Americans’ Happiness Falls to All Time Low: Three Reasons for Encouragement
Written by TM of JC on November 4, 2020
If you’re feeling stressed this morning, know that you’re not alone.
A recent General Social Survey shows that just 14 percent of American adults say they’re very happy, down from 31 percent who said the same two years ago. That year, 23 percent said they had often or sometimes felt isolated in recent weeks. Now, 50 percent say that.
In total, fewer Americans are likely to call themselves happy than at any point since the survey began in 1972. The study aligns with research analyzing words on Twitter, which reported that Americans’ happiness in recent weeks was the lowest ever recorded.
According to a new report by the American Psychological Association, more than 70 percent of Americans say this is the lowest point in US history they can remember. And the percentage of Americans who are “extremely proud” of their country has fallen to 21 percent, the lowest since Gallup began measuring this sentiment in 2001.
In response to the discouragement of these days, let’s begin the week with news stories that offer trinitarian reasons to be encouraged.
A STAR SO LARGE, SATURN’S ORBIT WOULD FIT INSIDE IT
Did you see the “ring of fire” solar eclipse?
Such an eclipse happens only once a year. It’s a “ring of fire” event because the moon is at its farthest point from our planet when it passes between us and the sun; its small size in the sky leaves the sun’s outer rim visible, making it look like a bright ring.
Parts of China, Central African Republic, Congo, Ethiopia, India, and Pakistan were able to watch the full annual solar eclipse. Those in southern and eastern Europe and northern Australia were able to see a partial annular eclipse. If you live in North America, you were out of luck.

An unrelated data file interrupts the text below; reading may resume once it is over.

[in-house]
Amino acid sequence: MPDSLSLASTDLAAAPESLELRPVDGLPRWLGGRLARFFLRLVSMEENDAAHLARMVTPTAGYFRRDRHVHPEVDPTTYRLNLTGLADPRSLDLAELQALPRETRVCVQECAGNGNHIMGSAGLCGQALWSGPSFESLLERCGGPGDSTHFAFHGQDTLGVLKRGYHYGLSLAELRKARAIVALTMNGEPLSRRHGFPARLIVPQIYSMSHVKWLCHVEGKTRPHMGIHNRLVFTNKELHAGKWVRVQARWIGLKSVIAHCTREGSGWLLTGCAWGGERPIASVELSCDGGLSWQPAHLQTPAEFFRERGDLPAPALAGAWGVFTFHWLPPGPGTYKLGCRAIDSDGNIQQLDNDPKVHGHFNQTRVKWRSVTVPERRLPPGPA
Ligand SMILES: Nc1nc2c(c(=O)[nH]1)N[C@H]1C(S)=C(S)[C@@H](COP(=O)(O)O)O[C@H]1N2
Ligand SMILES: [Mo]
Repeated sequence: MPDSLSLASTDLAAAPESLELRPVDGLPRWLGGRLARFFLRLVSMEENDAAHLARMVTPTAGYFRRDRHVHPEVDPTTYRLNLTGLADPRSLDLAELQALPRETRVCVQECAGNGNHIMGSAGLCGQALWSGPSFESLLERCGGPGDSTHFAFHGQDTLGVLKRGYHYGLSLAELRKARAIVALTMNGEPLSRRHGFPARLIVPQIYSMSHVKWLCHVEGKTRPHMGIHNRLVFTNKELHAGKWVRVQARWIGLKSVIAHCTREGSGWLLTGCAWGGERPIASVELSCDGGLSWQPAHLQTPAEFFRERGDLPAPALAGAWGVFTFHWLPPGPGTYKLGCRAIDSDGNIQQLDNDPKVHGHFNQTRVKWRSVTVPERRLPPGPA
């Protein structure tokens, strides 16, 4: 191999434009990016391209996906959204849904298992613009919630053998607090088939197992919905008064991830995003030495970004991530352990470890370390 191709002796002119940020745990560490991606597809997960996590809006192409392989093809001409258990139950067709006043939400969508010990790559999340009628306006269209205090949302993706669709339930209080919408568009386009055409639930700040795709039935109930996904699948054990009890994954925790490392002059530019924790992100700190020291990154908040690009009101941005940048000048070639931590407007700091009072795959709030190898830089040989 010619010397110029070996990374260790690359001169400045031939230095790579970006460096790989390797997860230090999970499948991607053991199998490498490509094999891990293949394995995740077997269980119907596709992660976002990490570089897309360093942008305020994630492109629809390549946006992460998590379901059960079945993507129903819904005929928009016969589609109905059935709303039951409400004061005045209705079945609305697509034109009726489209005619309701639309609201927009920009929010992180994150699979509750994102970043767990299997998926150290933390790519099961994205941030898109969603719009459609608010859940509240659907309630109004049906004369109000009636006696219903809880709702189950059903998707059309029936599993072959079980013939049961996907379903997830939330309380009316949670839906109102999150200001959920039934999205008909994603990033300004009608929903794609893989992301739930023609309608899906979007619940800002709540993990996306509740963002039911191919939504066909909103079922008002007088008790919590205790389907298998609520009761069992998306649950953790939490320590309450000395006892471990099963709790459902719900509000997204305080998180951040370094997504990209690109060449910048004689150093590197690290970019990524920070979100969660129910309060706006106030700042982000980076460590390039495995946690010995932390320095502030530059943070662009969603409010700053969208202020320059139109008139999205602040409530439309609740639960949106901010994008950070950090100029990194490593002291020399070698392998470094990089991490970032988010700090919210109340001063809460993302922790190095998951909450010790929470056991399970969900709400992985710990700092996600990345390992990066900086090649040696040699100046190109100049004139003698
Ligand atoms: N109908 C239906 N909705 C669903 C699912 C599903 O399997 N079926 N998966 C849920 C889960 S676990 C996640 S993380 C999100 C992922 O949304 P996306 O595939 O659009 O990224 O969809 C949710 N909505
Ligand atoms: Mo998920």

Our moon could cause such an eclipse only because our sun is relatively small. By contrast, researchers have been studying a red supergiant star named Antares. They announced last week that the star is so large, Saturn’s orbit would fit inside it. Not just the planet, but its entire orbit around our sun.
Psalm 147:4 proclaims that our Father “determines the number of the stars; he gives to all of them their names.” Here’s why his astounding omnipotence is so relevant today: verse 3 assures us, “He heals the brokenhearted and binds up their wounds.” And verses 5 and 6 add:
“Great is our Lord, and abundant in power; his understanding is beyond measure. The Lordlifts up the humble; he casts the wicked to the ground.”
Our God created every one of the one billion trillion stars in the observable universe (that’s 1,000,000,000,000,000,000,000 stars). He measures them and the entire universe with the palm of his hand (Isaiah 40:12).
Now his power is available to heal the brokenhearted and encourage all who humble themselves enough to trust him.
A WATCH THAT COSTS MORE THAN $1,200,000
I found my Father’s Day gift in the news last week: a Vacheron Constantin Celestia watch. It displays the time, local high and low tides, the relative position of the earth and moon to the sun, the length of day and night, the time of sunrise and sunset, and the position of the sun in the signs of the Zodiac. It also indicates equinoxes and solstices.